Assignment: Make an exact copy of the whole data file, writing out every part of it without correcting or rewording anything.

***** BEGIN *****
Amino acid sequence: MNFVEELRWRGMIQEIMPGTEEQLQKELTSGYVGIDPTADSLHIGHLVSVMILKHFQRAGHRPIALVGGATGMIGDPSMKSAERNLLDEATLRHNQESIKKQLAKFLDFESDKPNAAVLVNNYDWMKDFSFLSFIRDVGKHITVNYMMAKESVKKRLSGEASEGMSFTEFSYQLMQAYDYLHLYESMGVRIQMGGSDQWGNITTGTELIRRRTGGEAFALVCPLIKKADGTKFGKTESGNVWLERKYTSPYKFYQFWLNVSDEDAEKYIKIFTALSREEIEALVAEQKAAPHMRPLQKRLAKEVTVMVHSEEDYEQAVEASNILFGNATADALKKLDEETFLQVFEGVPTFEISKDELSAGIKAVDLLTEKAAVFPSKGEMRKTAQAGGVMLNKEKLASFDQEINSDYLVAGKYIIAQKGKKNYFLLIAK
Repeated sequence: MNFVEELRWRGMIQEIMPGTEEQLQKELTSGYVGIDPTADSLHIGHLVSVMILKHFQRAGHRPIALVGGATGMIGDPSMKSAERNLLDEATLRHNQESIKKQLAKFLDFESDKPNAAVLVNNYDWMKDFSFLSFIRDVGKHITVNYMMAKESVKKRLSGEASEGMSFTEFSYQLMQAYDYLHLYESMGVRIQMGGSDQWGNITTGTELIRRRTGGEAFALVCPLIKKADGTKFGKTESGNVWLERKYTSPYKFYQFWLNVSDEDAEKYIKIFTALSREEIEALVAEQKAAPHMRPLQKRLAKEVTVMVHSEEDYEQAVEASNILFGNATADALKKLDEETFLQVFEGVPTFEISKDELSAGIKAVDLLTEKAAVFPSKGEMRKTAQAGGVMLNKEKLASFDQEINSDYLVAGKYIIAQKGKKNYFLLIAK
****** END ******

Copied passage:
Amino acid sequence: MNFVEELRWRGMIQEIMPGTEEQLQKELTSGYVGIDPTADSLHIGHLVSVMILKHFQRAGHRPIALVGGATGMIGDPSMKSAERNLLDEATLRHNQESIKKQLAKFLDFESDKPNAAVLVNNYDWMKDFSFLSFIRDVGKHITVNYMMAKESVKKRLSGEASEGMSFTEFSYQLMQAYDYLHLYESMGVRIQMGGSDQWGNITTGTELIRRRTGGEAFALVCPLIKKADGTKFGKTESGNVWLERKYTSPYKFYQFWLNVSDEDAEKYIKIFTALSREEIEALVAEQKAAPHMRPLQKRLAKEVTVMVHSEEDYEQAVEASNILFGNATADALKKLDEETFLQVFEGVPTFEISKDELSAGIKAVDLLTEKAAVFPSKGEMRKTAQAGGVMLNKEKLASFDQEINSDYLVAGKYIIAQKGKKNYFLLIAK
Repeated sequence: MNFVEELRWRGMIQEIMPGTEEQLQKELTSGYVGIDPTADSLHIGHLVSVMILKHFQRAGHRPIALVGGATGMIGDPSMKSAERNLLDEATLRHNQESIKKQLAKFLDFESDKPNAAVLVNNYDWMKDFSFLSFIRDVGKHITVNYMMAKESVKKRLSGEASEGMSFTEFSYQLMQAYDYLHLYESMGVRIQMGGSDQWGNITTGTELIRRRTGGEAFALVCPLIKKADGTKFGKTESGNVWLERKYTSPYKFYQFWLNVSDEDAEKYIKIFTALSREEIEALVAEQKAAPHMRPLQKRLAKEVTVMVHSEEDYEQAVEASNILFGNATADALKKLDEETFLQVFEGVPTFEISKDELSAGIKAVDLLTEKAAVFPSKGEMRKTAQAGGVMLNKEKLASFDQEINSDYLVAGKYIIAQKGKKNYFLLIAK